Minimum Wage

Activists appeal for a $15 minimum wage near the Capitol in Washington.

A $15 hourly minimum wage is one step closer to heading to Governor John Carney's desk after being released from committee Wednesday. 

Senate Bill 15 with Senate Amendment 1, colloquially SB15, passed in the Delaware state Senate committees and a full vote on the floor in mid-March, and now it's making its way through the House. Primary sponsor Representative Gerald Brady (D-Dist. 4) brought it before the House Economic Development/Banking/Insurance & Commerce committee during a meeting Wednesday, April 21, 2021. 

It ultimately was released from committee, passing 8 to 5, but not before some vigorous debate during a meeting that ran just shy of three hours. 

"According to The Delaware Department of Labor, close to 150,000 Delawareans would be impacted by Senate Bill 15, including 35,000 workers currently earning the state's minimum wage of $9.25," Brady said. "In May the first of this year, Delaware's current minimum wage will be lower than the base that's required in four out of five surrounding Mid-Atlantic states, including New York, New Jersey, Maryland, and Virginia. I also point out that in other surrounding states, such as Pennsylvania, Governor [Tom] Wolf has proposed raising that minimum wage to $15 an hour in 2027."

Much of the conversation against the bill suggested Delaware's small businesses, the kinds like restaurants already working on "razor-thin margins,"--already struggling to have survived this long during the COVID-19 pandemic--are going to increase the costs of their offered products and ultimately lead to inflation to keep up with increased labor costs. 

Rep. Jeff Speigelman (R-Dist. 11) was concerned robotics were going to take over those minimum wage jobs when companies were no longer interested in paying their workers high wages, instead choosing to make an investment in a robot which could do the job at a one-time cost. He pointed to the archnemesis of the minimum wage worker: Mr. Flippy. 

"The price point is very interesting on this silly little robot here: it's $20,000," Spiegelman said. "It doesn't get sick. It installs overnight. So if you're starting a restaurant, and you're a 24-hour operation like White Castle, which is on the website right now, are you going to hire three people at $20,000 apiece, in perpetuity, or you're going to buy one Mr. Flippy, not hire the other two people, and pocket the $40,000 the first year, and the $60,000 every year after that?..In fact, if you order Mr. Flippy, you get four free tickets to a regular season LA Dodgers game."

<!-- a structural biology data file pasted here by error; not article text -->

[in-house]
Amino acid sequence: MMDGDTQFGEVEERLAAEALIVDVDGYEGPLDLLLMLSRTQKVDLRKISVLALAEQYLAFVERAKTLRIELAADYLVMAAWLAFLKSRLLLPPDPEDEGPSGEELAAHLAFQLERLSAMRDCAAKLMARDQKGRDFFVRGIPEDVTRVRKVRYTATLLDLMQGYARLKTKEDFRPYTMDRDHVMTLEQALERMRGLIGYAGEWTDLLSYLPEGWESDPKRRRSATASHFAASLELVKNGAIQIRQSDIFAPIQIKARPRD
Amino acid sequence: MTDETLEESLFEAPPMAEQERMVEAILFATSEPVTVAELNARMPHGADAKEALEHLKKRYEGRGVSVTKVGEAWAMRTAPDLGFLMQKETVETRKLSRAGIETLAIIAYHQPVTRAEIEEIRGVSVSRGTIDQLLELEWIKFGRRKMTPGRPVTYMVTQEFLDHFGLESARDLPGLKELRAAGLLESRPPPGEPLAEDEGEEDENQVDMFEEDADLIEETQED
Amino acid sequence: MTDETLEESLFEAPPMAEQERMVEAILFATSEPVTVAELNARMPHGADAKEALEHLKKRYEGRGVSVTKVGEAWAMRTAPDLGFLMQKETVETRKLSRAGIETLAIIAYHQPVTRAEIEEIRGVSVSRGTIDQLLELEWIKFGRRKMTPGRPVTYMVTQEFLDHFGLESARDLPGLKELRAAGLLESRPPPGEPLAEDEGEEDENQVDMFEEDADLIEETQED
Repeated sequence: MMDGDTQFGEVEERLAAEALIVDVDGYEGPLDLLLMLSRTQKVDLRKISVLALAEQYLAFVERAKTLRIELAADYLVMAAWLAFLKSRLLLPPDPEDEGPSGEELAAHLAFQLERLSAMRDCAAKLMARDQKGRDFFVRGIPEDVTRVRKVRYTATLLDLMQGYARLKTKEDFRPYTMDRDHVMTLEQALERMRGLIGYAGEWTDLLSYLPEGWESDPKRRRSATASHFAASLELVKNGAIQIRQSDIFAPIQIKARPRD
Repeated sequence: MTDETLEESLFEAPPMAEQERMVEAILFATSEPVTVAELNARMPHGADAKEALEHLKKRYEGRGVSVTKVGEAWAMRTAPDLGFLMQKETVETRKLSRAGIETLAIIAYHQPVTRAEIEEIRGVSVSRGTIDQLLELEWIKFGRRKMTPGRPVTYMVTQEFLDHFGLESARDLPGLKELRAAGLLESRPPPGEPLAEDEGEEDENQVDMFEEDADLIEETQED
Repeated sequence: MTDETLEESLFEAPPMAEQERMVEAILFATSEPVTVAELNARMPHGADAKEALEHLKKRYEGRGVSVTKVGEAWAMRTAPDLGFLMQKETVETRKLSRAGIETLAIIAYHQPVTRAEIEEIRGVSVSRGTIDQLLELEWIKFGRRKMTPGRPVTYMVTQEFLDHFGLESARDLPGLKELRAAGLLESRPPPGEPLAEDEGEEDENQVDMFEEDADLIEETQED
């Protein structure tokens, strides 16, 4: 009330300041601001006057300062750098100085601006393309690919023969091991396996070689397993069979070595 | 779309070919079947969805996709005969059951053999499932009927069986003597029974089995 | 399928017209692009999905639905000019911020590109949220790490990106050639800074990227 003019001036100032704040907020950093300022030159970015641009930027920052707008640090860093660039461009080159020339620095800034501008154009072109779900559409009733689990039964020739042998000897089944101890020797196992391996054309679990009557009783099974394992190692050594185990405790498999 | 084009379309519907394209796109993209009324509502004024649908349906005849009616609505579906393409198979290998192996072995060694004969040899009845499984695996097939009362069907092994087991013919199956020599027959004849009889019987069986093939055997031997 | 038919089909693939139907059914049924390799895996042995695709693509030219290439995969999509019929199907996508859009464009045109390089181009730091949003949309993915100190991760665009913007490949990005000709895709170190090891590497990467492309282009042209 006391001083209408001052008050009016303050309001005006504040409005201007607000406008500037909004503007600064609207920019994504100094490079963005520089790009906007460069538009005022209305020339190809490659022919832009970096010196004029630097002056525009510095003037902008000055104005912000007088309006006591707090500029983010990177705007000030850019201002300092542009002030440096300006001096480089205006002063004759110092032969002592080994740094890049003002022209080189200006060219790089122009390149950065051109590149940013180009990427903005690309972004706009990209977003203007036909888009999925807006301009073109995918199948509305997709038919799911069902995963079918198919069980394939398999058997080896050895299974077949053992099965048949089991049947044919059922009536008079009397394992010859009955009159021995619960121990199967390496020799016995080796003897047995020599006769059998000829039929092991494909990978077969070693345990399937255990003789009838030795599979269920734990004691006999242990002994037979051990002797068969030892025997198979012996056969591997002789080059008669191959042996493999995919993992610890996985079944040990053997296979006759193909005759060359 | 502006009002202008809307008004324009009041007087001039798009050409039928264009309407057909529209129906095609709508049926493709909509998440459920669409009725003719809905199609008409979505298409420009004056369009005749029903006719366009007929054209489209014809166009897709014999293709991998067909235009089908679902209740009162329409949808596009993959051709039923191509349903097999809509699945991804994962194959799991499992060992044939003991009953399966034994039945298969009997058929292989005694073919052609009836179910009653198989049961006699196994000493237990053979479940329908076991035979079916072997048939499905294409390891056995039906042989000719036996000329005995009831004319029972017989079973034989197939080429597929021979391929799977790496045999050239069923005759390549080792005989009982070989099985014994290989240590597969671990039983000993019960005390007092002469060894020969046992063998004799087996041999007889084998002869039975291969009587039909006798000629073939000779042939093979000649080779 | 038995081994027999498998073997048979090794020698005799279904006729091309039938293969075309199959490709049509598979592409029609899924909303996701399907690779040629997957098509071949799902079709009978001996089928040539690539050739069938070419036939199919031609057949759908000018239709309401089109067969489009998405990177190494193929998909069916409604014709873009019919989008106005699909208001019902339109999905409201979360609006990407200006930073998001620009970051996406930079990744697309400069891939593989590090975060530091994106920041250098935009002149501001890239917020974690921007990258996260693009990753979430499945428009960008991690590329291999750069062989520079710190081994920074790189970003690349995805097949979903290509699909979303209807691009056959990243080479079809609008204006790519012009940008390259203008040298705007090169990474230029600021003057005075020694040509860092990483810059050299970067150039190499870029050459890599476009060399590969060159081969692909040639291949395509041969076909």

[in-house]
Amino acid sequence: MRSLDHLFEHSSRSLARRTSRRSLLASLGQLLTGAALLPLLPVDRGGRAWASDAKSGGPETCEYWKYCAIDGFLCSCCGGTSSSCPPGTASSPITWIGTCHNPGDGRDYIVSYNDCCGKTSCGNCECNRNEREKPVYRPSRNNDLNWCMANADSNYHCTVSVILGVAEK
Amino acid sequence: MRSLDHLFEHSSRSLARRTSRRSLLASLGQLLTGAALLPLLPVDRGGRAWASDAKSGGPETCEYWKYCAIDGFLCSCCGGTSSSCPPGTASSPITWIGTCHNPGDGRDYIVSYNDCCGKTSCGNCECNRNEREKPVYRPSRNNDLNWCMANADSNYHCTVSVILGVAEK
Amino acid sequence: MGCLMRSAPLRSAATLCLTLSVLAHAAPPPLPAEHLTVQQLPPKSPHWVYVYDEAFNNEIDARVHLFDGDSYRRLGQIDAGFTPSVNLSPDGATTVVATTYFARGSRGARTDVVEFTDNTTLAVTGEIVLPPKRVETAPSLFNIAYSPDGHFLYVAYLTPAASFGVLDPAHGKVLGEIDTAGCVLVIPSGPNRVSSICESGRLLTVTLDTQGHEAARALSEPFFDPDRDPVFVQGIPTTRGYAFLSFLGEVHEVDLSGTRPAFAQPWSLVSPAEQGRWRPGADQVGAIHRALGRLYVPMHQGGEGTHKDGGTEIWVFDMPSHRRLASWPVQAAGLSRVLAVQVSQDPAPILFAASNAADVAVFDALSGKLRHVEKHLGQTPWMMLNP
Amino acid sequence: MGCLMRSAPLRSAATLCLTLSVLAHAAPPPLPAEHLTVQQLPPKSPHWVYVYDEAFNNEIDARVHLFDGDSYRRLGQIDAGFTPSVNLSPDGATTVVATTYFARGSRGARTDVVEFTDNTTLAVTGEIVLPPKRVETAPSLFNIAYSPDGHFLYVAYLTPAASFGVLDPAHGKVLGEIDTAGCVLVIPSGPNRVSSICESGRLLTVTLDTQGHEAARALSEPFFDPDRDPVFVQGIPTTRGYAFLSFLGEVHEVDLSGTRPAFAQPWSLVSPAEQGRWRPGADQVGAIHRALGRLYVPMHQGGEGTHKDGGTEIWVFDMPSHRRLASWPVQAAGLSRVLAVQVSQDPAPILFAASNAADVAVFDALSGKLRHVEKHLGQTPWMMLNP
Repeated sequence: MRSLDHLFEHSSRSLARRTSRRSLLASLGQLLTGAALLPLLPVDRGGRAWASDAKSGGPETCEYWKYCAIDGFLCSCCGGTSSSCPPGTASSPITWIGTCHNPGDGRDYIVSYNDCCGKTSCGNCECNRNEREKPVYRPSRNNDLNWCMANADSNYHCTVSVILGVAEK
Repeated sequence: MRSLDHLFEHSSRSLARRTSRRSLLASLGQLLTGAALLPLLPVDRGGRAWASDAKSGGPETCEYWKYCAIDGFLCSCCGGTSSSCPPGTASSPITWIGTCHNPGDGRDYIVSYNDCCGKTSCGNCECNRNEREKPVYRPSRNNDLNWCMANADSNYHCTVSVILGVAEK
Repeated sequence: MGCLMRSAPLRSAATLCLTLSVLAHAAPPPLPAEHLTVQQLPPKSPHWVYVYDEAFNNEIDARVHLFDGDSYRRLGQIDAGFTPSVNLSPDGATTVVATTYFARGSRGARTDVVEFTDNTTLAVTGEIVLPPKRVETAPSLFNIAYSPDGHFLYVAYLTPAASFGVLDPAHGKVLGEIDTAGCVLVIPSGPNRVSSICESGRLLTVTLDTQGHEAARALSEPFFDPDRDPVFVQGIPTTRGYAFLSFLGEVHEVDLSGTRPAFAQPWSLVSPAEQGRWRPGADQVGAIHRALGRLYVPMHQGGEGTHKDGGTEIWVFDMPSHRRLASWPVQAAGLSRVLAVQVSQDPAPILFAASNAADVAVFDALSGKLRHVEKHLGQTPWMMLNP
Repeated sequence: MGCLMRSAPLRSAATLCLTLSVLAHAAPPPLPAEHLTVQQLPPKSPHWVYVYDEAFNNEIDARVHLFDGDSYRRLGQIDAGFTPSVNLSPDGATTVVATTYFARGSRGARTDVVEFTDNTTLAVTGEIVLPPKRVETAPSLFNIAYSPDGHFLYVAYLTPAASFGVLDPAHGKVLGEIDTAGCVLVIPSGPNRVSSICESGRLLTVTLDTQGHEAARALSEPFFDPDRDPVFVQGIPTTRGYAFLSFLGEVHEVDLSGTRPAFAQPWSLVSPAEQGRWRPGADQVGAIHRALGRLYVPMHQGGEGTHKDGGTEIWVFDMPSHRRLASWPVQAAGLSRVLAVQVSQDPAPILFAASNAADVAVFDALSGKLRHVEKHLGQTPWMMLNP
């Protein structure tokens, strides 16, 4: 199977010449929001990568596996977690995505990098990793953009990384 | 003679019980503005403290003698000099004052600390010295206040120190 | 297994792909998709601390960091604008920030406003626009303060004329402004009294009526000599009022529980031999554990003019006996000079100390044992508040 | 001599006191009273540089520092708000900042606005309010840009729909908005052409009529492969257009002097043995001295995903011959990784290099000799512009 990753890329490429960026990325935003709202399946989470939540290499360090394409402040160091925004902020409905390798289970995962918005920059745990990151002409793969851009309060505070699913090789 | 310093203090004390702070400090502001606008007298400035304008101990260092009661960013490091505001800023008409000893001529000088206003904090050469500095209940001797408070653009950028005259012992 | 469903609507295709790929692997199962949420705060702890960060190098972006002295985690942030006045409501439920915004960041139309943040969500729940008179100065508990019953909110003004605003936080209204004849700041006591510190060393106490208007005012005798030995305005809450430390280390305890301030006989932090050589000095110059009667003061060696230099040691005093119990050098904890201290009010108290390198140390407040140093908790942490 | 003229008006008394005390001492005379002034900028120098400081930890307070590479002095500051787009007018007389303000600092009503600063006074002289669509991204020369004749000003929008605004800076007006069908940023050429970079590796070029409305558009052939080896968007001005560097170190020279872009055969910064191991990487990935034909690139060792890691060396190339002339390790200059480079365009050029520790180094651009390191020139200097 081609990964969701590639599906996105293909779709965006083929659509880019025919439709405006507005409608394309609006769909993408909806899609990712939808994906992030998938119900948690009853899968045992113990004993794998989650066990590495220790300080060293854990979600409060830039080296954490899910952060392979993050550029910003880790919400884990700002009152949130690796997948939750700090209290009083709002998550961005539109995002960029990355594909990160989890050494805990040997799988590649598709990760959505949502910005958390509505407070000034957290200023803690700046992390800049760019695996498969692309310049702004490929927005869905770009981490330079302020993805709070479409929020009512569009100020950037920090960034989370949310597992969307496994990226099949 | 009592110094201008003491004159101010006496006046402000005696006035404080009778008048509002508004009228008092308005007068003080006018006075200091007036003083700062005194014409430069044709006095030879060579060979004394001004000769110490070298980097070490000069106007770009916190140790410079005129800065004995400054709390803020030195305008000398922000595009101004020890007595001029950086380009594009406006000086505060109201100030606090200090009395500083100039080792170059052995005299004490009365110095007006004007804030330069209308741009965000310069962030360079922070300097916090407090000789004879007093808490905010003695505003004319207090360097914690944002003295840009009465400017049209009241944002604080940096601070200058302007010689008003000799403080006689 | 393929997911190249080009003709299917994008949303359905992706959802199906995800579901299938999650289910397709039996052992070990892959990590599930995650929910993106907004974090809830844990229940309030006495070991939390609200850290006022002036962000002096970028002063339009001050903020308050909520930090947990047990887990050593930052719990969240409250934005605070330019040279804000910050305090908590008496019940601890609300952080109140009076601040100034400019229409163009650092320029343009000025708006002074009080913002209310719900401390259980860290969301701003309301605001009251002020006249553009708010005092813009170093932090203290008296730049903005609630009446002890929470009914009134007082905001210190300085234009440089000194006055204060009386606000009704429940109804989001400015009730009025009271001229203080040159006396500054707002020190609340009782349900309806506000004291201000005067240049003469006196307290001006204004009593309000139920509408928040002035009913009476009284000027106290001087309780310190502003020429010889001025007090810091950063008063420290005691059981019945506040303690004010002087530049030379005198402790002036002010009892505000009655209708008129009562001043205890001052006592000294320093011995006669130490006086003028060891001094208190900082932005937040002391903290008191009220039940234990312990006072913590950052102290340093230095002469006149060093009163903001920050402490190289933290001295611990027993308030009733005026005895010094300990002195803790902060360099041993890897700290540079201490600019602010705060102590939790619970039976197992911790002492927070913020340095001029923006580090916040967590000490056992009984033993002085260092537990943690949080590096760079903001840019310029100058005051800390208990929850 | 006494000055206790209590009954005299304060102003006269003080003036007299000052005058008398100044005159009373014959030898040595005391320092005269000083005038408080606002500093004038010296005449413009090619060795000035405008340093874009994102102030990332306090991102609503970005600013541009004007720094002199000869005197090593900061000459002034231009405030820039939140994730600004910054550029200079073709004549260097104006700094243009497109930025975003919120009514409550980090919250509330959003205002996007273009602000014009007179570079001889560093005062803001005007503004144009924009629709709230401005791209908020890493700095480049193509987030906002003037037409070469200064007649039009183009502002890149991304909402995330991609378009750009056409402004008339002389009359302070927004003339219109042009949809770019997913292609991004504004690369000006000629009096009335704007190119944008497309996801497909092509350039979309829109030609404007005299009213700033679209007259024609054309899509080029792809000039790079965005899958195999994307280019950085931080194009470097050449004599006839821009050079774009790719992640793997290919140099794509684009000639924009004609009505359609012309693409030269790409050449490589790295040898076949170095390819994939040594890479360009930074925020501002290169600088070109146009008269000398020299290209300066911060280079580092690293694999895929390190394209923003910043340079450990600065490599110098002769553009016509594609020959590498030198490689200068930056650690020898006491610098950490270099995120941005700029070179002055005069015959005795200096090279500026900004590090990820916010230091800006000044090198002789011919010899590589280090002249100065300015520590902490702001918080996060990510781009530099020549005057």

Spiegelman didn't say whether the current minimum wage price point was keeping Mr. Flippy out of those same jobs right now since the robot already exists and companies could make that investment now, but he did state he believes the move is going to become an inevitability at some point. Mr. Flippy will eventually become Mr. Lawn Cutter, Mr. Electrician, and Mr. Plumber, he said. 

His comments drew ire from some waiting in the public comment section, like Andrea Brown-Clarke, who was waiting to provide for the record her support of the bill, which she called "long overdue."

"I was truly appalled by a statement that was made by one of the representatives today. I thought it was very flippant and an entitled perspective, and that was to use Mr. Flippy," she said. "I'm also a black woman, I don't typically share that because as a diversity consultant for corporate America, I look at equality for all. Your constituents have voted you so that you can ensure their equality and equity at the same time. I, by no means, am compared to Mr. Flippy...Mr. Flippy doesn't have to worry about paying for household expenses and his family. It's an insult to anyone else that has elected you in the position to fight for their rights."

The struggles of Delaware's small businesses should be put ahead of the issue at hand, according to the New Castle County Chamber of Commerce's Joseph Fitzgerald, who joined the meeting on behalf of the chamber against SB15. 

"Many businesses, particularly in the hospitality and retail sectors, are still struggling to cope with the economic impact of the pandemic. January 2022 is little more than eight months from now, so it will significantly impact the still recovering retail and hospitality sectors," Fitzgerald said. "According to The Delaware Department of Labor's monthly employment review for March 2021, the leisure and hospitality sector is still down 7,400 jobs, compared to February 2020, while retail trade jobs remain down 2,000 over the same period."

The argument that the move to increase minimum wage so close to a pandemic was one Rep. Larry Lambert (D-Dist. 7) wasn't prepared to hear, as it never seems to be a "good time," he said. 

"Now we're in a period of a pandemic. And the new excuse is that, because of the pandemic, it's not a good time to raise the minimum wage. The burden is too strong on some of our businesses," Lambert said. "Every legislator on this call supported that resolution celebrating our essential workers. We honored their bravery, their valor, their sacrifice. But do we honor their dignity; $9.25 is not enough money for anyone to live in economic dignity. If anyone gives any business 40 hours of their life per week, they should be able to grab a gallon of milk, grab a loaf of bread, without applying for government assistance."

The bill passed along strictly party lines and will soon head to the House floor for a full vote. If it passes there, it will head to the governor's desk.